While car batteries are a lot better nowadays than they were in the past, the last thing that you want is to get in the car and find it doesn’t want to start.
But while they do last a lot longer, batteries will eventually run out and according to this article from The Telegraph, one in five cars in Britain need a new one each year.
Buying a new car battery might not be something you’ve done before, so here’s our quick guide to car battery buying.
How often should I change?
Generally speaking, most batteries will last around five years, but if you find yourself struggling to get started in a morning, then it’s probably time to consider it.
If you leave things longer then the problem will only get worse and wind up costing more to replace.
Find out the type you need:
Car batteries all look pretty similar, but there are a couple of different types.
These are the most common form of battery and usually of similar quality to the battery that initially came with your car. On average they’ll last you around 20,000 starts.
Calcium batteries are slightly better than the lead acid options and are great for short journeys where the battery doesn’t have a chance to fully recharge.
They have roughly 18% more starting power which is ideal for cold mornings where it can be that little bit tougher to get your vehicle going, and should get you around 30,000 starts.
These batteries are toward the top end of the scale and are ideal if you’re using your car to power multiple things such as the sat nav, air con or your phone.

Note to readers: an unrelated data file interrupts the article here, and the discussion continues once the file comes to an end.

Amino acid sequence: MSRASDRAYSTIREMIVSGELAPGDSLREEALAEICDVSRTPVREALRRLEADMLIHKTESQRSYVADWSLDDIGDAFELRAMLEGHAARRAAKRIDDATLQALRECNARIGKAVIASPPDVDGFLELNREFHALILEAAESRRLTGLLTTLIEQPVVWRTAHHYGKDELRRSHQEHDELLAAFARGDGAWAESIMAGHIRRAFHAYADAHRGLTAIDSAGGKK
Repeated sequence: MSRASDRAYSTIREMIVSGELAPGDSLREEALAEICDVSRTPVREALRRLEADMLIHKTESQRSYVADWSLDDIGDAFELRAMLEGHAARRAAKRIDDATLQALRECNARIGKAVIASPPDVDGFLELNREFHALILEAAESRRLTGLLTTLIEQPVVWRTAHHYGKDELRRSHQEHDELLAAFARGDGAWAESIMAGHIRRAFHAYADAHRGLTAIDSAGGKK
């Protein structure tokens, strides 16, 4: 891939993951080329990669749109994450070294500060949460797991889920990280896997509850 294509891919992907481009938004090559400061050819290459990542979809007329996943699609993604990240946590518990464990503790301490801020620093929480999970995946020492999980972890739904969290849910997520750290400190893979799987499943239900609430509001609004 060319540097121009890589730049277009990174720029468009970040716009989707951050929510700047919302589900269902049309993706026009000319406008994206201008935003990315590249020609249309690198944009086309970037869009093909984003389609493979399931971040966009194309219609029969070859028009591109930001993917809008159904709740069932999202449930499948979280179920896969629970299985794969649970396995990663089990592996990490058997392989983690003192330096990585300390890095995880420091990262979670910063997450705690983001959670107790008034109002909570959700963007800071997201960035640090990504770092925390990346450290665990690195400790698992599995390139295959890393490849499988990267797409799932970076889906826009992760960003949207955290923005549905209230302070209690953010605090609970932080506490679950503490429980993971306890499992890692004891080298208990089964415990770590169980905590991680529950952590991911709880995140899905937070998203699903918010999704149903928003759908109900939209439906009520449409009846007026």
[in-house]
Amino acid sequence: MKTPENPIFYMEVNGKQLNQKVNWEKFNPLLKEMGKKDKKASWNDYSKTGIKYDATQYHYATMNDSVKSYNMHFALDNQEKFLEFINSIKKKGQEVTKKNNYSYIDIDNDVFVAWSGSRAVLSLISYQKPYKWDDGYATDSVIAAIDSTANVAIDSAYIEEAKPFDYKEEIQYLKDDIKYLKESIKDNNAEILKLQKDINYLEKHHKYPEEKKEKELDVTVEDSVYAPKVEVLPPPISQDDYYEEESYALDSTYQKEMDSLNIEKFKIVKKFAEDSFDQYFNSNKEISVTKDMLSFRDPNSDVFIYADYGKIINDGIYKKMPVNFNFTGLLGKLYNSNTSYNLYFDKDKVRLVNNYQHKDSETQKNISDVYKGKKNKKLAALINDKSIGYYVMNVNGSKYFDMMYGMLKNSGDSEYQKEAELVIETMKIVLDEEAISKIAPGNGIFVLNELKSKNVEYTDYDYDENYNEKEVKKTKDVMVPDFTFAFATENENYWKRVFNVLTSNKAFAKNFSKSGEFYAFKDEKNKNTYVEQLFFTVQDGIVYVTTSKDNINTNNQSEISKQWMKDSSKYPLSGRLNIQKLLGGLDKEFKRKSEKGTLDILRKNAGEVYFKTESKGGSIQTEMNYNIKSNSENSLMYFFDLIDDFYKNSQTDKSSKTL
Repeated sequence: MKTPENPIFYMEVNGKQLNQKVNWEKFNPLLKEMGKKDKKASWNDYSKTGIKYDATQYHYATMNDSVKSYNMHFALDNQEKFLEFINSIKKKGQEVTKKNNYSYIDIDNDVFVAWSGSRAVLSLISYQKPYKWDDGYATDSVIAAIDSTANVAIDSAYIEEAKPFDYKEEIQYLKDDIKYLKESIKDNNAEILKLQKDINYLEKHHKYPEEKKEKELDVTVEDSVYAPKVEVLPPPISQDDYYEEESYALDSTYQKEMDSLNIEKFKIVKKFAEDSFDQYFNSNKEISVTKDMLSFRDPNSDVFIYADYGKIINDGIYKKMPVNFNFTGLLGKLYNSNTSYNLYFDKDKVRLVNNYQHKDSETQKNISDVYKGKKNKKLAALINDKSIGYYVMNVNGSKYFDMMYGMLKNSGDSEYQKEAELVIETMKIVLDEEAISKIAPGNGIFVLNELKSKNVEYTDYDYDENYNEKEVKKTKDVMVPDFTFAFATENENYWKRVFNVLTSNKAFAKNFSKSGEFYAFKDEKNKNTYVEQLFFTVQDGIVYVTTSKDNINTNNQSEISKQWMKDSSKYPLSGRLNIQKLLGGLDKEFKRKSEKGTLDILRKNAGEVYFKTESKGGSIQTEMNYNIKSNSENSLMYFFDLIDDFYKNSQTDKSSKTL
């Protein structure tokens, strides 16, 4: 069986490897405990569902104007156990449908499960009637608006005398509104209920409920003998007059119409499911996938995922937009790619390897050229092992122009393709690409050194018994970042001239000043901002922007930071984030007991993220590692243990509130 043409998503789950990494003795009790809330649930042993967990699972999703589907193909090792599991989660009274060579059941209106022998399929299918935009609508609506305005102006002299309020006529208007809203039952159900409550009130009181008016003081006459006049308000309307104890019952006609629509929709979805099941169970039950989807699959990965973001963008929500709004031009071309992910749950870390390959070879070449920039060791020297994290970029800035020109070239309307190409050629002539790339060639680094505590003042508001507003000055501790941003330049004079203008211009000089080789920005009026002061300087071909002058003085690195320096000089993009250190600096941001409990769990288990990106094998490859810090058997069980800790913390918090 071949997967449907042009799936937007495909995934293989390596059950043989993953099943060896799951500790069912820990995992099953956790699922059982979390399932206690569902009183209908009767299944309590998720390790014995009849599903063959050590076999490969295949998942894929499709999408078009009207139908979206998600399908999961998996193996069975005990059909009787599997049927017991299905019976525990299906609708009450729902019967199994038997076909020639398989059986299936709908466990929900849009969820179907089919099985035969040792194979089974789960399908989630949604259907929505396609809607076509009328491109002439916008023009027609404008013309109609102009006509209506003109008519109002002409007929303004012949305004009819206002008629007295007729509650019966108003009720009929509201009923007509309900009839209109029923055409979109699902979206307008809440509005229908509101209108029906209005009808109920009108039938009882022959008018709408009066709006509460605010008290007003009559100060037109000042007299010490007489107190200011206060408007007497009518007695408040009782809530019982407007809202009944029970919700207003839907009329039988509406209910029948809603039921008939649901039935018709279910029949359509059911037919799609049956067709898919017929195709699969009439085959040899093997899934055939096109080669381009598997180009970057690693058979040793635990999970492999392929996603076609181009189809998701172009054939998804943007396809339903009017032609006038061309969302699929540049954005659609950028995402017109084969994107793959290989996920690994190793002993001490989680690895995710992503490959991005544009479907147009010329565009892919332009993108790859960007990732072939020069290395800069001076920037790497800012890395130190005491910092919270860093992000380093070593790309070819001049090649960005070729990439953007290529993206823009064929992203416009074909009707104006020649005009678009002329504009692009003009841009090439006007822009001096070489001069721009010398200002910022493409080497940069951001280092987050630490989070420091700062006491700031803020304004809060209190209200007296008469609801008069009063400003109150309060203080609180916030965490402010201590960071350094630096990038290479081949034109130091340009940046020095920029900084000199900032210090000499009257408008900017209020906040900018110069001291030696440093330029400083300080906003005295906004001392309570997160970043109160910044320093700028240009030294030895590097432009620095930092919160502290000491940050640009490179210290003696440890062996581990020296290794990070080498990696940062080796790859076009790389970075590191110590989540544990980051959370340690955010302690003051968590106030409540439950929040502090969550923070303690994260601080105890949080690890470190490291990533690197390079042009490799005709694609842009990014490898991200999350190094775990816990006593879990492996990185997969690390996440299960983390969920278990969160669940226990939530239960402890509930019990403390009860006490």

In comparison to the lead acid batteries, they have around 50,000 starts and 33% more starting power.
These batteries are extremely powerful and quite a bit more expensive. This is because they are only really for use in newer cars which have start/stop technology which turns the engine off automatically while the car is stationary and use a lot more power.
As such, they last for a whopping 360,000 starts!
Buying a replacement battery which has a lower capacity than the original battery is likely to result in a poor performance and a much shorter life.
If the capacity is significantly less than the original, then you may even find that it doesn’t crank the engine enough at lower temperatures.
For this reason, we always recommend that you choose a battery that either exceeds or at least matches the capacity of your current one.
Things to look for:
Cold Cranking Amps (CCA)
This is a rating which defines how well a battery can start up in cold conditions. It’s notoriously much more difficult to start a battery in the cold, so keep an eye out for this rating which refers to the number of amps a 12-volt battery can deliver at 0 degrees Fahrenheit, for 30 seconds while maintaining a voltage of at least 7.2 volts.
Obviously, this is more important if you live in an especially cold place.
Reserve Capacity (RC)
This refers to how long a fully charged, the new battery will operate the essential accessories if the alternator fails.
Specifically, it refers to how many minutes it can deliver a constant current of 25 amps at 80 degrees Fahrenheit without falling below the minimum voltage needed to keep the car running.
Some batteries may also display their C20 capacity which will be displayed as ampere hours (Ah), this shows how much energy is stored in the battery.
Remember: for all of the above values, the higher the better!
If your Honda is in need of a new battery, we only stock genuine parts for all Honda models, so feel free to check our full range here.